From slick to salty

Published 8:45 am Thursday, January 18, 2018

Every winter season, history seems to repeat itself. Snowy and icy weather seems to take much of the country off-guard, leading to hazardous road conditions, making people late for work, fender benders and more severe vehicle wrecks, and also causing schools and businesses to either go on delay or close outright.

Bell County has been going through its winter trials the past week, with inclement weather leading to wrecks and closings.

It’s not all dire, however. There is one simple weapon that everyone uses to get a leg up over the snow and ice — salt. Many, from cities to the individual, use salt to melt snow away on traveling paths and to create safe passage. Salt is such a staple of coping with the cold weather months that it’s easy to take advantage of its history. Everything in our society has a history, a precedent — salt is no different.

The salt that is sprayed on roads and thrown on driveways every winter is the same kind of salt as the stuff on your dining room table. The only difference is, according to an article published at nationalgeographic.com, road salt (or rock salt) isn’t ground up and given additives like iodine to make it the common table salt. Rock salt is mined from systems that are essentially dried up, millenia-old seas.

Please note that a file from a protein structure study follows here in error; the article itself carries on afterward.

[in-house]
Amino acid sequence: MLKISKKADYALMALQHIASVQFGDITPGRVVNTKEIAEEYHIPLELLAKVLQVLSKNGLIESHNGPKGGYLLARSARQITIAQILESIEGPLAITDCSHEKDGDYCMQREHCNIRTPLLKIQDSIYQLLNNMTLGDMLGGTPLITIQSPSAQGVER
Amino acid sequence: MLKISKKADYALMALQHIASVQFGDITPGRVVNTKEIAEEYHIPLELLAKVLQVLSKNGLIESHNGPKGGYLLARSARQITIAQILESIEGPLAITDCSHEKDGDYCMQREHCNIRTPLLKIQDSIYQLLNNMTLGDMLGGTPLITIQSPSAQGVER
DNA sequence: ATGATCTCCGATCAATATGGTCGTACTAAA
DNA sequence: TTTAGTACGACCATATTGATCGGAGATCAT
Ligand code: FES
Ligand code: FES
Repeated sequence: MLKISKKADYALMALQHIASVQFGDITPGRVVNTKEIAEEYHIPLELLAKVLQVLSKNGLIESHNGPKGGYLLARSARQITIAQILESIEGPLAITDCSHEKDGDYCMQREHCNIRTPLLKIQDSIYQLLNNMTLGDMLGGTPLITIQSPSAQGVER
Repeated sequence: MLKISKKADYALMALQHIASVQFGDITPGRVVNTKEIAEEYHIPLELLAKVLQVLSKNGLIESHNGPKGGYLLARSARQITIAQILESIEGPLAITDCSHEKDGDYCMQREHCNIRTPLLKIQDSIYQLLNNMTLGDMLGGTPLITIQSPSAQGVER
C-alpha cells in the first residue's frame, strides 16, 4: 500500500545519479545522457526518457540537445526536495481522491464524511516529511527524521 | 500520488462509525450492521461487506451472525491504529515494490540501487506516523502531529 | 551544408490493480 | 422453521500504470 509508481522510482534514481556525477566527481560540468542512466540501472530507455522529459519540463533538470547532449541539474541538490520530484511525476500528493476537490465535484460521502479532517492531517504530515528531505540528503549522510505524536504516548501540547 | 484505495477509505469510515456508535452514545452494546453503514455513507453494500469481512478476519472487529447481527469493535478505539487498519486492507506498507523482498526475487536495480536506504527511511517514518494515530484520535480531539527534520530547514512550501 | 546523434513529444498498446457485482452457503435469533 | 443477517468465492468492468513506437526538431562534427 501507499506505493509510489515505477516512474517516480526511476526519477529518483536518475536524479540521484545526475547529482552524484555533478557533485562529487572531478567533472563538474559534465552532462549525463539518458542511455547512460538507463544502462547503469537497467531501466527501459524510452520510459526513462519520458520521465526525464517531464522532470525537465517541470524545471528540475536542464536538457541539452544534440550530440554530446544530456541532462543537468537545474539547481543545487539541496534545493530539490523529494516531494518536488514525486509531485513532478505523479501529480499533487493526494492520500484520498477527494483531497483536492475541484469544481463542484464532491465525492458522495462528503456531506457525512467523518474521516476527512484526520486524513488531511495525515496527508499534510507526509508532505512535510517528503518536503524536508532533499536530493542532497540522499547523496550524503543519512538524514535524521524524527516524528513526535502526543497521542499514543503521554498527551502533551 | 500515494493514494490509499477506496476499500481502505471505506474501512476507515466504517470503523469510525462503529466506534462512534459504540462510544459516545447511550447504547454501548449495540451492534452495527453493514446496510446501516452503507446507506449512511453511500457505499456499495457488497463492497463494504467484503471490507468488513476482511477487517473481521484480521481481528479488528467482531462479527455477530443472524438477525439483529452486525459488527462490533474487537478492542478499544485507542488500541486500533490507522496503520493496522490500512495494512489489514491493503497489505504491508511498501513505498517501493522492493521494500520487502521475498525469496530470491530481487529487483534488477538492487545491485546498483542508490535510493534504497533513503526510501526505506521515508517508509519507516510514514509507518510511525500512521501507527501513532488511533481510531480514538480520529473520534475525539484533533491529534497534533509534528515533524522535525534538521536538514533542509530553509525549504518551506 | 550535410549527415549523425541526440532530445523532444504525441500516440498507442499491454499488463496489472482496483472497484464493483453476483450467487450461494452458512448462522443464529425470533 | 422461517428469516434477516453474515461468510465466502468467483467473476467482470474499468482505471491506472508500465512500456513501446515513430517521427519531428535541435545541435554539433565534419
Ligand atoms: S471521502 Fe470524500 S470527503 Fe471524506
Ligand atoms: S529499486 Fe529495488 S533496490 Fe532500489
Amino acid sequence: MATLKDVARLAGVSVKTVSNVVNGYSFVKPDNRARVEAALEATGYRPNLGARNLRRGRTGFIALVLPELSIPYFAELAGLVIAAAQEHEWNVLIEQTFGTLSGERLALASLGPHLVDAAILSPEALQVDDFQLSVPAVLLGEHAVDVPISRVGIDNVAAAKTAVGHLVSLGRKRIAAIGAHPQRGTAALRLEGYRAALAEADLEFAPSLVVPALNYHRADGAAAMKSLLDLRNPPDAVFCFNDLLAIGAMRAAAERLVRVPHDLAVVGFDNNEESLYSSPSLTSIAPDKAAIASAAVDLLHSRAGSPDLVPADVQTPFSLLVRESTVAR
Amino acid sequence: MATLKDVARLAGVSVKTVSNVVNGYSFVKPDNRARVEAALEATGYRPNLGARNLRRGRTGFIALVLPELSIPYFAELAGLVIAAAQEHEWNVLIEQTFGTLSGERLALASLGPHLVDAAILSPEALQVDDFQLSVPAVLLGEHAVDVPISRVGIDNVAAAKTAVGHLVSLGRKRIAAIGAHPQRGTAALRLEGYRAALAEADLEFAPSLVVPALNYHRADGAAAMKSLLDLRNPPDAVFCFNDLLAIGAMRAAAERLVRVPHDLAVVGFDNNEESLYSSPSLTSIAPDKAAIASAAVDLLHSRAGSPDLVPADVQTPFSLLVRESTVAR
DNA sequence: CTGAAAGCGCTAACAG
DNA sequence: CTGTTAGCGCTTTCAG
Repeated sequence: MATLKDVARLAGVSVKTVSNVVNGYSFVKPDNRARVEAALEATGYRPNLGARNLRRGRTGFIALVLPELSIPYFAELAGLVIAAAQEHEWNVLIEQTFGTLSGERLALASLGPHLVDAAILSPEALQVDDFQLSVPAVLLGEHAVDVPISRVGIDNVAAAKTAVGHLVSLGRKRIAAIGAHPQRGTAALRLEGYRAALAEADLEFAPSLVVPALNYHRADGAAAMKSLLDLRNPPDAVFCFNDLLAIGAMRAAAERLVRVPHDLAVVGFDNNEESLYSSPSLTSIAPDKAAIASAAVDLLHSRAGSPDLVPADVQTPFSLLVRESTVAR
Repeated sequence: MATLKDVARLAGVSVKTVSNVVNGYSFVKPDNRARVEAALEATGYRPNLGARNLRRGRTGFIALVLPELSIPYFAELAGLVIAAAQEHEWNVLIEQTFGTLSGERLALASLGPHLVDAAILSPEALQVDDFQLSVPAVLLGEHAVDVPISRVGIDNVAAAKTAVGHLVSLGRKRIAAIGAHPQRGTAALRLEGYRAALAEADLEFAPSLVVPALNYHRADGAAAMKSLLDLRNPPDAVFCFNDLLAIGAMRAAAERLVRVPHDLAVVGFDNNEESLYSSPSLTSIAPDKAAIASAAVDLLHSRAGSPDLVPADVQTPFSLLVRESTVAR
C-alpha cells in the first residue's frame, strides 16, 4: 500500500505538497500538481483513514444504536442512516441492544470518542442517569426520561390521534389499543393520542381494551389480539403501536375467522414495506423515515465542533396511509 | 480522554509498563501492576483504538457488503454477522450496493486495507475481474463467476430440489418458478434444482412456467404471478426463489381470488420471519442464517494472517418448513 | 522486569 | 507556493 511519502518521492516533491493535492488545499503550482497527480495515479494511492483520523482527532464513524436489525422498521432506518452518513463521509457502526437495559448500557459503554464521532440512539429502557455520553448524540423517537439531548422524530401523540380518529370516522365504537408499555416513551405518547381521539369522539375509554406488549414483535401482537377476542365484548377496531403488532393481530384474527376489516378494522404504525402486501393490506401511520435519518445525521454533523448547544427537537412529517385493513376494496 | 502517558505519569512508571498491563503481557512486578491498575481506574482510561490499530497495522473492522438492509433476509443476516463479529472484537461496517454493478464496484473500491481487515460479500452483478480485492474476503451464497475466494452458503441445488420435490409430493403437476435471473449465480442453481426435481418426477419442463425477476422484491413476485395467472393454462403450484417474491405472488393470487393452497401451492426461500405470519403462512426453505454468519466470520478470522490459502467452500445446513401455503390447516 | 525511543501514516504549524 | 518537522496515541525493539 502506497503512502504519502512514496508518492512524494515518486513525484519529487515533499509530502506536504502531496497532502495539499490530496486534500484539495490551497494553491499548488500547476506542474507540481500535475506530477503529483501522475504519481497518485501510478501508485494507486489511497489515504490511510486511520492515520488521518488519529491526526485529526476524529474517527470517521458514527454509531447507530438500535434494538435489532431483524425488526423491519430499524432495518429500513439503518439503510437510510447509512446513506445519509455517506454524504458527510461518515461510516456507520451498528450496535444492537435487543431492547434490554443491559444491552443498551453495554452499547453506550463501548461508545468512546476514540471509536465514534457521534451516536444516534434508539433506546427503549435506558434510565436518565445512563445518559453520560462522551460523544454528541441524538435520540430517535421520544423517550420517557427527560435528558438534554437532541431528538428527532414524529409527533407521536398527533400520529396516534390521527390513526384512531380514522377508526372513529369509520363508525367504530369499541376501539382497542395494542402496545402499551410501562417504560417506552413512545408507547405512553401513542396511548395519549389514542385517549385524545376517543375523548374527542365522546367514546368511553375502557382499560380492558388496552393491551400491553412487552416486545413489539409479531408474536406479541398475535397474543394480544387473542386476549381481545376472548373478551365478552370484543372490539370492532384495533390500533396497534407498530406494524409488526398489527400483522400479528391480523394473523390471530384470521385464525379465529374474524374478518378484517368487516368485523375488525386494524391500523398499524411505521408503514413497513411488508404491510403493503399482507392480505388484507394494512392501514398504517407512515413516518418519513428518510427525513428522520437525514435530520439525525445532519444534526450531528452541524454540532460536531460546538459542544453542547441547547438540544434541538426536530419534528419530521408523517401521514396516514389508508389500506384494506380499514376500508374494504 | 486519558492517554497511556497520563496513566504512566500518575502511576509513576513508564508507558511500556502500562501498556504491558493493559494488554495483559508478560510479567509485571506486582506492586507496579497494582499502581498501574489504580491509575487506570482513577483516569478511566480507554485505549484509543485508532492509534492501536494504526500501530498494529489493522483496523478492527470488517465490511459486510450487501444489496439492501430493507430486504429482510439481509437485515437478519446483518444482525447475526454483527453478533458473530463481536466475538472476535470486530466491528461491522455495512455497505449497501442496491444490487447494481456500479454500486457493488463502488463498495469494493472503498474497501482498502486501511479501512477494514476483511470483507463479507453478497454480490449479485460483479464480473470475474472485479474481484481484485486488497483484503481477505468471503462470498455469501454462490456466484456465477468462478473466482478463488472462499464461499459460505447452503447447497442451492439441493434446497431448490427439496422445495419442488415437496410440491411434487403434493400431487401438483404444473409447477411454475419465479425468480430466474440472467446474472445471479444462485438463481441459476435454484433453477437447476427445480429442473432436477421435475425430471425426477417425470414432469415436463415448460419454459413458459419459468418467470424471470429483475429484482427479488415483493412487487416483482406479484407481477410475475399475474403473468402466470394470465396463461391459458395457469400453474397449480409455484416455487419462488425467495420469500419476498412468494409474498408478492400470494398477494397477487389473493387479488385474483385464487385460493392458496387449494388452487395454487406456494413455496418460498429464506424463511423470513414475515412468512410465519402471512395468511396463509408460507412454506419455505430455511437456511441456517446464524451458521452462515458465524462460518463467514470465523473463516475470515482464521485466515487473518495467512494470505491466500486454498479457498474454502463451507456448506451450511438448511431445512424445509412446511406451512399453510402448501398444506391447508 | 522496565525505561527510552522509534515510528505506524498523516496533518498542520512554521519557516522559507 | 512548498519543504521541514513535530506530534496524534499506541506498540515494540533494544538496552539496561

Also according to the National Geographic article, Detroit has a massive deposit of rock salt under it and it was discovered in the mid 1890s. Due to this being a local resource, Detroit was the first city to salt its roads. This occurred in 1940. Detroit’s salt mine is still open today.

For the winter months, a specific amount of salt is stored in truck and under tarps for protection. If more salt is needed, it is ordered. If salt is in particularly high demand, or if there is a shortage, it could become very pricey to keep the roads salted.

A study cited in the National Geographic article states that salt truly is a life saver when it comes to the harsh winter weather. The study stated that the use of salt reduced crashes by 88 percent, injuries by 85 percent and accident costs by 85 percent.

Even the most mundane and common everyday items and procedures people take for granted to make everyday life a little easier has a story behind it, and rock salt is no different.

Information for this article was found at https://news.nationalgeographic.com/news/2014/02/140212-road-salt-shortages-melting-ice-snow-science/.